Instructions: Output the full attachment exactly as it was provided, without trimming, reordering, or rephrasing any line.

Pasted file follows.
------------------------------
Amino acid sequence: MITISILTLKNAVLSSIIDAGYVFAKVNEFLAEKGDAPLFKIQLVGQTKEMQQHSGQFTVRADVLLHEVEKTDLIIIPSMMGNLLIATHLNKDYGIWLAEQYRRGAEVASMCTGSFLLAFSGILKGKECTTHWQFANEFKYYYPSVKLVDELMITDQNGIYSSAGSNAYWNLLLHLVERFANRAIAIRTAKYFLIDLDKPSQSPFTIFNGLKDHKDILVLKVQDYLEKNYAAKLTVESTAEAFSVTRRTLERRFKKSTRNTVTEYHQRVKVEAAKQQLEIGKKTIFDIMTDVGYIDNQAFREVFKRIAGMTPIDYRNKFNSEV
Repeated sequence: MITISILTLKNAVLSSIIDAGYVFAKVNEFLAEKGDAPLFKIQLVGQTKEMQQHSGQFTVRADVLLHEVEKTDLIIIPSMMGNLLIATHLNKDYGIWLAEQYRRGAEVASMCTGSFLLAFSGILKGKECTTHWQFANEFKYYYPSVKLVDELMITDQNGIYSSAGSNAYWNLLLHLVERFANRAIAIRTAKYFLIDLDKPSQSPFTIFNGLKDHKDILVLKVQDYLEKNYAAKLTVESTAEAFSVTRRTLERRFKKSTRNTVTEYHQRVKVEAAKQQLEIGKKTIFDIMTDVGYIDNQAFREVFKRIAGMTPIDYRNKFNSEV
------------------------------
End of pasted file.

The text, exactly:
Amino acid sequence: MITISILTLKNAVLSSIIDAGYVFAKVNEFLAEKGDAPLFKIQLVGQTKEMQQHSGQFTVRADVLLHEVEKTDLIIIPSMMGNLLIATHLNKDYGIWLAEQYRRGAEVASMCTGSFLLAFSGILKGKECTTHWQFANEFKYYYPSVKLVDELMITDQNGIYSSAGSNAYWNLLLHLVERFANRAIAIRTAKYFLIDLDKPSQSPFTIFNGLKDHKDILVLKVQDYLEKNYAAKLTVESTAEAFSVTRRTLERRFKKSTRNTVTEYHQRVKVEAAKQQLEIGKKTIFDIMTDVGYIDNQAFREVFKRIAGMTPIDYRNKFNSEV
Repeated sequence: MITISILTLKNAVLSSIIDAGYVFAKVNEFLAEKGDAPLFKIQLVGQTKEMQQHSGQFTVRADVLLHEVEKTDLIIIPSMMGNLLIATHLNKDYGIWLAEQYRRGAEVASMCTGSFLLAFSGILKGKECTTHWQFANEFKYYYPSVKLVDELMITDQNGIYSSAGSNAYWNLLLHLVERFANRAIAIRTAKYFLIDLDKPSQSPFTIFNGLKDHKDILVLKVQDYLEKNYAAKLTVESTAEAFSVTRRTLERRFKKSTRNTVTEYHQRVKVEAAKQQLEIGKKTIFDIMTDVGYIDNQAFREVFKRIAGMTPIDYRNKFNSEV